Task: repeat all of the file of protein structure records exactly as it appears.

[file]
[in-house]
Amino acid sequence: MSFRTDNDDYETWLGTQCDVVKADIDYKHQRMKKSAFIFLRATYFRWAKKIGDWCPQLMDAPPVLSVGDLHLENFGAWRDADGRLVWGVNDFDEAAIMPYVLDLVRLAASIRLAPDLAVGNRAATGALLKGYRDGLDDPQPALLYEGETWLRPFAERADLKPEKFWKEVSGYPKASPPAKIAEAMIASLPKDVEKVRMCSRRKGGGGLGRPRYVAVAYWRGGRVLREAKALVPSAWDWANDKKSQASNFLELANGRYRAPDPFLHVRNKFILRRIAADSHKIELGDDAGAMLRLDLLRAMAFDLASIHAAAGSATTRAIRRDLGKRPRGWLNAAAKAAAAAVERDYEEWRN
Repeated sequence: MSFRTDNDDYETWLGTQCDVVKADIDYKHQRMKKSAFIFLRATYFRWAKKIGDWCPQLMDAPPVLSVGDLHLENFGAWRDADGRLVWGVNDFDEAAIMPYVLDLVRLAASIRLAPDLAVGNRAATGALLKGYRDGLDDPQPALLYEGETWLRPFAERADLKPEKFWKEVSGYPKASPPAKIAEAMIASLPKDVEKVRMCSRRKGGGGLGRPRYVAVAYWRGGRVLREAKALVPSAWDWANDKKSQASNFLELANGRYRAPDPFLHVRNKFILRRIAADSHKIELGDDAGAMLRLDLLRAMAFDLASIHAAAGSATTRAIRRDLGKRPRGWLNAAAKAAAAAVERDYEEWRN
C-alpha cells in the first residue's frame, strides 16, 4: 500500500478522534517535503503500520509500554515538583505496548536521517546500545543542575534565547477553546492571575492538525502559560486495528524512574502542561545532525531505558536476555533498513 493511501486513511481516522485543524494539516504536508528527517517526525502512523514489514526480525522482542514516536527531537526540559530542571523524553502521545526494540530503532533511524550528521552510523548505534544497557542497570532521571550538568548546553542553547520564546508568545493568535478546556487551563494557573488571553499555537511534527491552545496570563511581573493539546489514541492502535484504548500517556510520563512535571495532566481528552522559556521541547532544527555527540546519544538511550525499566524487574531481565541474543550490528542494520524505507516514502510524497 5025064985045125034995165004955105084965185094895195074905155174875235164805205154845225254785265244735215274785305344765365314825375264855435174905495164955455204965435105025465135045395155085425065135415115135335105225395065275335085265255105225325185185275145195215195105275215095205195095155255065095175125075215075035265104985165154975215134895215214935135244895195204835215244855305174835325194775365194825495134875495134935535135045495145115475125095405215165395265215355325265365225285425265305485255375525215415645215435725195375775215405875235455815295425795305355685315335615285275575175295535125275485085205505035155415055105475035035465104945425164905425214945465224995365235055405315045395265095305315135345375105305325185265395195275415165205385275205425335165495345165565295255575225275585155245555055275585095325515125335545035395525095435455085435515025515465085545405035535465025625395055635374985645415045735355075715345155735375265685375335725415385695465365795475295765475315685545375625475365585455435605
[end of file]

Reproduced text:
[in-house]
Amino acid sequence: MSFRTDNDDYETWLGTQCDVVKADIDYKHQRMKKSAFIFLRATYFRWAKKIGDWCPQLMDAPPVLSVGDLHLENFGAWRDADGRLVWGVNDFDEAAIMPYVLDLVRLAASIRLAPDLAVGNRAATGALLKGYRDGLDDPQPALLYEGETWLRPFAERADLKPEKFWKEVSGYPKASPPAKIAEAMIASLPKDVEKVRMCSRRKGGGGLGRPRYVAVAYWRGGRVLREAKALVPSAWDWANDKKSQASNFLELANGRYRAPDPFLHVRNKFILRRIAADSHKIELGDDAGAMLRLDLLRAMAFDLASIHAAAGSATTRAIRRDLGKRPRGWLNAAAKAAAAAVERDYEEWRN
Repeated sequence: MSFRTDNDDYETWLGTQCDVVKADIDYKHQRMKKSAFIFLRATYFRWAKKIGDWCPQLMDAPPVLSVGDLHLENFGAWRDADGRLVWGVNDFDEAAIMPYVLDLVRLAASIRLAPDLAVGNRAATGALLKGYRDGLDDPQPALLYEGETWLRPFAERADLKPEKFWKEVSGYPKASPPAKIAEAMIASLPKDVEKVRMCSRRKGGGGLGRPRYVAVAYWRGGRVLREAKALVPSAWDWANDKKSQASNFLELANGRYRAPDPFLHVRNKFILRRIAADSHKIELGDDAGAMLRLDLLRAMAFDLASIHAAAGSATTRAIRRDLGKRPRGWLNAAAKAAAAAVERDYEEWRN
C-alpha cells in the first residue's frame, strides 16, 4: 500500500478522534517535503503500520509500554515538583505496548536521517546500545543542575534565547477553546492571575492538525502559560486495528524512574502542561545532525531505558536476555533498513 493511501486513511481516522485543524494539516504536508528527517517526525502512523514489514526480525522482542514516536527531537526540559530542571523524553502521545526494540530503532533511524550528521552510523548505534544497557542497570532521571550538568548546553542553547520564546508568545493568535478546556487551563494557573488571553499555537511534527491552545496570563511581573493539546489514541492502535484504548500517556510520563512535571495532566481528552522559556521541547532544527555527540546519544538511550525499566524487574531481565541474543550490528542494520524505507516514502510524497 5025064985045125034995165004955105084965185094895195074905155174875235164805205154845225254785265244735215274785305344765365314825375264855435174905495164955455204965435105025465135045395155085425065135415115135335105225395065275335085265255105225325185185275145195215195105275215095205195095155255065095175125075215075035265104985165154975215134895215214935135244895195204835215244855305174835325194775365194825495134875495134935535135045495145115475125095405215165395265215355325265365225285425265305485255375525215415645215435725195375775215405875235455815295425795305355685315335615285275575175295535125275485085205505035155415055105475035035465104945425164905425214945465224995365235055405315045395265095305315135345375105305325185265395195275415165205385275205425335165495345165565295255575225275585155245555055275585095325515125335545035395525095435455085435515025515465085545405035535465025625395055635374985645415045735355075715345155735375265685375335725415385695465365795475295765475315685545375625475365585455435605